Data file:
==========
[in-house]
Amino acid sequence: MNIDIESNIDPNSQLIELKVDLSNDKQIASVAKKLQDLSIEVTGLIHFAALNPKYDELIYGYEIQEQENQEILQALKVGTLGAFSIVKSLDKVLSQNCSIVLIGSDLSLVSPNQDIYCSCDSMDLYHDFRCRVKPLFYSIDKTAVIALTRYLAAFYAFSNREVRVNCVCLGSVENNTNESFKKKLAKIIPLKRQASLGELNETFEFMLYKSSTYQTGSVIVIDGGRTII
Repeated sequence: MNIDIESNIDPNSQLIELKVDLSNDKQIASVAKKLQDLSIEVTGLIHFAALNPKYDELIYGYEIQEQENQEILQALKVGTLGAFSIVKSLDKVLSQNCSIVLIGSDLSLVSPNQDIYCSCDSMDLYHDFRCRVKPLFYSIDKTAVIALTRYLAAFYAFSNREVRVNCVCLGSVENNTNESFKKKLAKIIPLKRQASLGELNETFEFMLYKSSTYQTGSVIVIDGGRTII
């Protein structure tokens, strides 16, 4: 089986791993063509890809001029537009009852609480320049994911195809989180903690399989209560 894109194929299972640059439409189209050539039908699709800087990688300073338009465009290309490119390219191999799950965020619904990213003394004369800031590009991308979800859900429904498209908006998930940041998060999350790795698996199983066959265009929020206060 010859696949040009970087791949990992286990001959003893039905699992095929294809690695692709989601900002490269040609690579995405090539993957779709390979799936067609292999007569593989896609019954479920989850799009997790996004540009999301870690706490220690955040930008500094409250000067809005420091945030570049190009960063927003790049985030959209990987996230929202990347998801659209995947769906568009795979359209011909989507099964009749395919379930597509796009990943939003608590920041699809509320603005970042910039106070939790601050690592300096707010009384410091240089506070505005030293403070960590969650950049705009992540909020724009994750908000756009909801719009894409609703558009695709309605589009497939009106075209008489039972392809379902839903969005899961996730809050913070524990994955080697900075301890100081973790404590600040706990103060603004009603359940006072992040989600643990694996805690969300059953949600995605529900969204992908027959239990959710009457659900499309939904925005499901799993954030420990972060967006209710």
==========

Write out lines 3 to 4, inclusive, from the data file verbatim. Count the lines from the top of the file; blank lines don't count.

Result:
Repeated sequence: MNIDIESNIDPNSQLIELKVDLSNDKQIASVAKKLQDLSIEVTGLIHFAALNPKYDELIYGYEIQEQENQEILQALKVGTLGAFSIVKSLDKVLSQNCSIVLIGSDLSLVSPNQDIYCSCDSMDLYHDFRCRVKPLFYSIDKTAVIALTRYLAAFYAFSNREVRVNCVCLGSVENNTNESFKKKLAKIIPLKRQASLGELNETFEFMLYKSSTYQTGSVIVIDGGRTII
């Protein structure tokens, strides 16, 4: 089986791993063509890809001029537009009852609480320049994911195809989180903690399989209560 894109194929299972640059439409189209050539039908699709800087990688300073338009465009290309490119390219191999799950965020619904990213003394004369800031590009991308979800859900429904498209908006998930940041998060999350790795698996199983066959265009929020206060 010859696949040009970087791949990992286990001959003893039905699992095929294809690695692709989601900002490269040609690579995405090539993957779709390979799936067609292999007569593989896609019954479920989850799009997790996004540009999301870690706490220690955040930008500094409250000067809005420091945030570049190009960063927003790049985030959209990987996230929202990347998801659209995947769906568009795979359209011909989507099964009749395919379930597509796009990943939003608590920041699809509320603005970042910039106070939790601050690592300096707010009384410091240089506070505005030293403070960590969650950049705009992540909020724009994750908000756009909801719009894409609703558009695709309605589009497939009106075209008489039972392809379902839903969005899961996730809050913070524990994955080697900075301890100081973790404590600040706990103060603004009603359940006072992040989600643990694996805690969300059953949600995605529900969204992908027959239990959710009457659900499309939904925005499901799993954030420990972060967006209710």